key word: sometimes.
because if i date a sweet boy, he will be there for me, but i might not be interested in him for long.
i am not interested in "completing" someone.
you know, you date each type back and forth, eternally unfulfilled. i have not been "in love" for a long time, so i am noticeably terse, however i love nonetheless. i do not need goo for love. love is appreciation and acceptance.
now, relationships. is it depression (as in "am i depressed?" &/or "is being with you making me more depressed?") when people spend so much time together? you will never be able to tell! even if you are the only one with a chemical imbalance, if you left the relationship, your chemicals may right themselves when you get that first whiff of newness. how up front do the depressed need to be? david cross talks about how he has struggled with it off and on in his life, that it ebbs and flows in and out. it's so ambiguous. i am sure that there are entire books about "dating and depression." yee. i try to not let depression have any hold on my interaction in the world, but what if it is really controlling me. could my life be better? the grass is always greener. that is eternal. i am accepting my longings as normalcy.
the older men get, the more set in stone their personalities/habits are AND the more reclusive they are. all the bubbly, charming over 40 males are in the exclusive realms i cannot venture (i presume their charms and outgoing nature have gotten them far in life and that they roll in some elite arenas??) (i'm not saying i want to date them now, but maybe one day when i am older).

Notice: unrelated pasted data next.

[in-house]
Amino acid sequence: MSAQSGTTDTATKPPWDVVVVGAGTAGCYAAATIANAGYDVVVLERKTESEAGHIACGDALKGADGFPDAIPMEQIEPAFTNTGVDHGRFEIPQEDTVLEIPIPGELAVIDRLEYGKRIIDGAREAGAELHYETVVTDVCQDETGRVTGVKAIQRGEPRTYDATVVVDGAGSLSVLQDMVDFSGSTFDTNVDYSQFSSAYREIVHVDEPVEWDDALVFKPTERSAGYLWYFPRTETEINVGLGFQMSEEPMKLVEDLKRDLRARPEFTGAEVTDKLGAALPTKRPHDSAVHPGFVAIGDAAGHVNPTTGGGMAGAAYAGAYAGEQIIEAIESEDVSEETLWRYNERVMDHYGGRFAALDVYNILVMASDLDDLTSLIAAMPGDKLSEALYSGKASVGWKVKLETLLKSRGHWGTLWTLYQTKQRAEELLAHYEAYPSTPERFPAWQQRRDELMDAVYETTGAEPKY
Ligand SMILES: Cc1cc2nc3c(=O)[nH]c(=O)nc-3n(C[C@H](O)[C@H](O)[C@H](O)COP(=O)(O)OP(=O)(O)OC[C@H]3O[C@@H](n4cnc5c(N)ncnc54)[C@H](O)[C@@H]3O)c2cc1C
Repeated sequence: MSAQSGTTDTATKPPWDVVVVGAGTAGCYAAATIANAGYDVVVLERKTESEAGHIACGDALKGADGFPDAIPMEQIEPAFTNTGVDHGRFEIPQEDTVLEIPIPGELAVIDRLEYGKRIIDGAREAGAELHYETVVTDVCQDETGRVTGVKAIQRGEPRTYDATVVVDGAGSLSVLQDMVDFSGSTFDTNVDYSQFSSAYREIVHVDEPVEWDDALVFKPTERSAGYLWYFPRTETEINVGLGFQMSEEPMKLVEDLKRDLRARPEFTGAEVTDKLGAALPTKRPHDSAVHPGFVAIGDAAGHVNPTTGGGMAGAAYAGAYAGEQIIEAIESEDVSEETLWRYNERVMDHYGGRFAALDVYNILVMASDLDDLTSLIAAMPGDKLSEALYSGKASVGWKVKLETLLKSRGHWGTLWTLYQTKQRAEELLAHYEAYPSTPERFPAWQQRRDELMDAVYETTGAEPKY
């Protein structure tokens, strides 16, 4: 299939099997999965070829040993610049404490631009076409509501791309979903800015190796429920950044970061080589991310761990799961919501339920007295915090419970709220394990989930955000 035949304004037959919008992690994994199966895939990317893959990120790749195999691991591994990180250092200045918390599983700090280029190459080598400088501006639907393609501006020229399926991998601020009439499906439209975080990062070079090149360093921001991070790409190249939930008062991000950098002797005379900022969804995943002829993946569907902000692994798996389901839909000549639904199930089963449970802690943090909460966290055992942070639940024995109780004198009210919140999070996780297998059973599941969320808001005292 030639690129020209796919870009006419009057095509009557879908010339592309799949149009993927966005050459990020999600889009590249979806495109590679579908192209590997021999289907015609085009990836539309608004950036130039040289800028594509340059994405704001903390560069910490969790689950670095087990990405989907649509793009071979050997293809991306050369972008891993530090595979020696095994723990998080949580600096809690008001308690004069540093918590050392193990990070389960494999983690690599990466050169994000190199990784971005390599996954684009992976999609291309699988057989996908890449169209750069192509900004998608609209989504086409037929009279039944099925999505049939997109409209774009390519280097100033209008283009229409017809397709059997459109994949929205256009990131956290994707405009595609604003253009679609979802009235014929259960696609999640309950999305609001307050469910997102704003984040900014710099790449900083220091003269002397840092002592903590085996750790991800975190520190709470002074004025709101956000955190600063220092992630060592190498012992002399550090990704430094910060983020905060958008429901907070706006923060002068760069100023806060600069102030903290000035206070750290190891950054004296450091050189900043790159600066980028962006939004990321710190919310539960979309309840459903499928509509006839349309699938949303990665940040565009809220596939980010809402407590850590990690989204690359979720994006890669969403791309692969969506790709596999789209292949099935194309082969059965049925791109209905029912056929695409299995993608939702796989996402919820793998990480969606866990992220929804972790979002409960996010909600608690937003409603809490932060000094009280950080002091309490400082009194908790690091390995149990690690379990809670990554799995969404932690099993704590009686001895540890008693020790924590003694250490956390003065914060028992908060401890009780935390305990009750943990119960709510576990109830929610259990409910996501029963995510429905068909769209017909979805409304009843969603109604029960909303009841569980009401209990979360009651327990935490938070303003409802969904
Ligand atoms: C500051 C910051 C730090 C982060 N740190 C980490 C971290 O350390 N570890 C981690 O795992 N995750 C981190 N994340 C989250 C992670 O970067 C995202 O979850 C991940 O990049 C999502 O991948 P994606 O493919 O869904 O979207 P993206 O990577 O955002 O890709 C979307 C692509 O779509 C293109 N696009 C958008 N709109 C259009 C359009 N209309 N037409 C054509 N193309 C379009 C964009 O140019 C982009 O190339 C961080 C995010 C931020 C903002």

I wrote this to Peyton, but it is really to anyone:
Being a listless adult is hard. I just read an article about how the 20s is now being considered a new age group. Back in the day it was "Are you tall enough to work or not?" Eventually "adolescence" became a new idea, later separated into "childhood" and even later on "teenagers" (think about the 1950s, that's when teens became a marketable group with their own lifestyles) Our parents and grandparents were raised under the concept of "Get a job and a family ASAP so you can retire, get your social security/pension, and have adult kids to take care of you." Now, with the worst economy since the Great Depression, many twenty-somethings are moving back in with family after college, dawdling and working internships/volunteering and changing jobs and traveling and often going back to school. At first, the question was "What is their problem? Why aren't these people 'getting a life?'" But now, finally, a paradigm shift. Just as childhood and teenagers are newer, socially accepted age groups, the post-college 20s seem like a new category in American lifestyles. Though, I know quite a few folks in their 30s in the same boat, so we'll call it the "S.S. Cynicism." Like Birdstuff said, "Revolution is not an old person's game" and so we are all scrambling and self-medicating and longing and the same breed of superhuman overacheivers take the cake like in the generations before, leaving us in the dust, feeling inadequate and lost. Try not to compare your path to anyone else's and be happy where you are, not concerned where you are going. If you are not happy where you are, fix yo shit! I still lack most of the things I did in Alabama that left me depressed, but working towards a living wage and acquiring housing are more pressing matters and take the lead in my fretting. Just rambling.